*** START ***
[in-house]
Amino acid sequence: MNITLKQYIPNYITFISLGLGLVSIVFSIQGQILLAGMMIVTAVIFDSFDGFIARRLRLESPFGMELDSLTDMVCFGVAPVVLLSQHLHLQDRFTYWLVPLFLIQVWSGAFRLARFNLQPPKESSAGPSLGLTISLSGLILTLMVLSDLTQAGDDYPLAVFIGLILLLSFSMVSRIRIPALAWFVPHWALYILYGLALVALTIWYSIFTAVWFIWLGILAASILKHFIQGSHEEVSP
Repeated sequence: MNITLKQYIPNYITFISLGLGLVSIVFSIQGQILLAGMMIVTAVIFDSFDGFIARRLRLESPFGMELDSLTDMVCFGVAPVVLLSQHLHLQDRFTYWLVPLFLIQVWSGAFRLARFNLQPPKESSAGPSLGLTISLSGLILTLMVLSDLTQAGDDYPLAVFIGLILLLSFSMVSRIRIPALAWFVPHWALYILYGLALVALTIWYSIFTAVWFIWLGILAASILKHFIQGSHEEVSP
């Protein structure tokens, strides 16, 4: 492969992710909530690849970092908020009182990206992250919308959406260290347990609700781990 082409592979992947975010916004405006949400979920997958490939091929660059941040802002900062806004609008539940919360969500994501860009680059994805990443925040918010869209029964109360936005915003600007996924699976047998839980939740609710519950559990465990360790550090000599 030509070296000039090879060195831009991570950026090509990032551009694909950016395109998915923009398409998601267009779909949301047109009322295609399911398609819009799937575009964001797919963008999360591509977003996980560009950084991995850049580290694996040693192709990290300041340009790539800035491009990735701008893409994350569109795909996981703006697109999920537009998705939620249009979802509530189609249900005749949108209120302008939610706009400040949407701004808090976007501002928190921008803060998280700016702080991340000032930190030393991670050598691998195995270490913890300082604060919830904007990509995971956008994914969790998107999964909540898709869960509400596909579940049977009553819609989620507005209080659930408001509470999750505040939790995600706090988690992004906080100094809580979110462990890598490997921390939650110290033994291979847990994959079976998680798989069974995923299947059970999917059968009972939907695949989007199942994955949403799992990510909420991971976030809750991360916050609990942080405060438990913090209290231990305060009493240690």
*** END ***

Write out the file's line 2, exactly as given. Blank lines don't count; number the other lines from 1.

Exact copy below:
Amino acid sequence: MNITLKQYIPNYITFISLGLGLVSIVFSIQGQILLAGMMIVTAVIFDSFDGFIARRLRLESPFGMELDSLTDMVCFGVAPVVLLSQHLHLQDRFTYWLVPLFLIQVWSGAFRLARFNLQPPKESSAGPSLGLTISLSGLILTLMVLSDLTQAGDDYPLAVFIGLILLLSFSMVSRIRIPALAWFVPHWALYILYGLALVALTIWYSIFTAVWFIWLGILAASILKHFIQGSHEEVSP